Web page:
Yesterday, a post I had submitted to Hacker News got pushed up to the front page. Outside of retiring and basking in my new-found internet fame, I wanted to show what a few hours on the front-page looks like.
The first thing to note is that this was a Saturday, not a weekday so I assume a lot less people view Hacker News.
The second interesting note is that I submitted the blog post on Friday evening where it went almost entirely unnoticed and quickly fell off the "new" section. It's wasn't until some influential and benevolent unknown user upvoted it hours and hours later that it appeared on the front-page.
The third interesting thing is that for someone who doesn't use social media much, nor regularly writes, it's very exciting to watch people view your stuff. Internet-monkey-brain takes over as you tail -f your server logs.
The post was on the homepage for probably 4 to 6 hours in total, getting up to 19th position. This seemed to bring around 80-100 concurrent users and 6k page views in all.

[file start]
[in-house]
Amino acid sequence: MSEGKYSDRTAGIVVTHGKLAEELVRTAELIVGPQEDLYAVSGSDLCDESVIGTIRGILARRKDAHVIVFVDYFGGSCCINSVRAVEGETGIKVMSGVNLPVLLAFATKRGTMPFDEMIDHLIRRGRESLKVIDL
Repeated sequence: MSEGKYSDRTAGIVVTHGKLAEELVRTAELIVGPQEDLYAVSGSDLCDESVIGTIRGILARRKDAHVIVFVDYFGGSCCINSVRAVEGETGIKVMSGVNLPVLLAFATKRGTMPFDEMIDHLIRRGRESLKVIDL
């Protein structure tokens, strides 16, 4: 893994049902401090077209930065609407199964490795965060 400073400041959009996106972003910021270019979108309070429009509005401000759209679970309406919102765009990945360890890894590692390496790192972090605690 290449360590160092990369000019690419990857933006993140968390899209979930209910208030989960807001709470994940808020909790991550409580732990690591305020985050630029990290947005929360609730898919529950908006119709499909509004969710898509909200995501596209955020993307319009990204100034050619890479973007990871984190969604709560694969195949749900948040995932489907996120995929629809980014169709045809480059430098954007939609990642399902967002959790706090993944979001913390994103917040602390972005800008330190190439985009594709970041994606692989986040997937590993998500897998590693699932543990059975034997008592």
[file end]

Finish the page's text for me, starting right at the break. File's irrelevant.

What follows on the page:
The bounce rate is exceptionally high, as is to be expected, at 95%.
What's funny is the time-on-site is a hilarious 10 seconds. I'm not sure if this down to uninteresting content or just the nature of Hacker News readers. I'll admit that I'm often guilty of either only reading the HN comments, or opening the page and quickly scrolling through.
What's also interesting to me, but not unexpected, is that 50% of people are viewing on mobile.
Checkout the original post
I used a Raspberry Pi to create a custom controller that could control the motor on my desk
I run this website on a basic $5/month Digital Ocean Droplet with 1Gb RAM and a single shared CPU. It's powered by Craft CMS and I use FastCGI to perform full-page caching on everything except the contact page. I also host all my static files and assets on the Digital Ocean Spaces CDN.
This seemed to pay off, as the server hardly noticed the increased load (not that it was huge traffic)
There was a slight increase in CPU and bandwidth usage, but not having to serve JS, CSS, images, fonts etc. really takes the pressure of the server. Furthermore not having to hit the application server is a huge benefit in responding to increased traffic.